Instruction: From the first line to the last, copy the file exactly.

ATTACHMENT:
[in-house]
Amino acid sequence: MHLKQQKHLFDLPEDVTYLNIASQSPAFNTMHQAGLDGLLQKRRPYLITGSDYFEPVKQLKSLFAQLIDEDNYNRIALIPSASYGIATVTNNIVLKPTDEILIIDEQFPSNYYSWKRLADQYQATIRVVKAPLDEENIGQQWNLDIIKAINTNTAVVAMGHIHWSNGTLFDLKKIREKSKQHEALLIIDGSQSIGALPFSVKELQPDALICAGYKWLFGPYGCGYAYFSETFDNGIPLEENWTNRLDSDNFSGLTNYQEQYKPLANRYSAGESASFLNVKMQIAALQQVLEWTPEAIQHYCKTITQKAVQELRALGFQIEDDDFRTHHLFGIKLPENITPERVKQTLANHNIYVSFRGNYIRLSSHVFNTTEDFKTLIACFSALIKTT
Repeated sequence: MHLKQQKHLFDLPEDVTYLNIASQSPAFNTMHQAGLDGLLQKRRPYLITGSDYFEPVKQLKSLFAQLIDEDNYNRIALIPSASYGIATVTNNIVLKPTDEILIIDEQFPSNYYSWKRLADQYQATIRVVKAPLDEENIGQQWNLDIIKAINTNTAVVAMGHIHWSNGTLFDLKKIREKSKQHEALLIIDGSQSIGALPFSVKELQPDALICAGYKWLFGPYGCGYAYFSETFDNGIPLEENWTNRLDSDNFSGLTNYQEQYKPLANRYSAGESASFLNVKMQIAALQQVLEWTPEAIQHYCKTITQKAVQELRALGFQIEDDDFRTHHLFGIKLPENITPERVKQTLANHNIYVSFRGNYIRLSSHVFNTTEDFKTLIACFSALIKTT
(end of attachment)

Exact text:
[in-house]
Amino acid sequence: MHLKQQKHLFDLPEDVTYLNIASQSPAFNTMHQAGLDGLLQKRRPYLITGSDYFEPVKQLKSLFAQLIDEDNYNRIALIPSASYGIATVTNNIVLKPTDEILIIDEQFPSNYYSWKRLADQYQATIRVVKAPLDEENIGQQWNLDIIKAINTNTAVVAMGHIHWSNGTLFDLKKIREKSKQHEALLIIDGSQSIGALPFSVKELQPDALICAGYKWLFGPYGCGYAYFSETFDNGIPLEENWTNRLDSDNFSGLTNYQEQYKPLANRYSAGESASFLNVKMQIAALQQVLEWTPEAIQHYCKTITQKAVQELRALGFQIEDDDFRTHHLFGIKLPENITPERVKQTLANHNIYVSFRGNYIRLSSHVFNTTEDFKTLIACFSALIKTT
Repeated sequence: MHLKQQKHLFDLPEDVTYLNIASQSPAFNTMHQAGLDGLLQKRRPYLITGSDYFEPVKQLKSLFAQLIDEDNYNRIALIPSASYGIATVTNNIVLKPTDEILIIDEQFPSNYYSWKRLADQYQATIRVVKAPLDEENIGQQWNLDIIKAINTNTAVVAMGHIHWSNGTLFDLKKIREKSKQHEALLIIDGSQSIGALPFSVKELQPDALICAGYKWLFGPYGCGYAYFSETFDNGIPLEENWTNRLDSDNFSGLTNYQEQYKPLANRYSAGESASFLNVKMQIAALQQVLEWTPEAIQHYCKTITQKAVQELRALGFQIEDDDFRTHHLFGIKLPENITPERVKQTLANHNIYVSFRGNYIRLSSHVFNTTEDFKTLIACFSALIKTT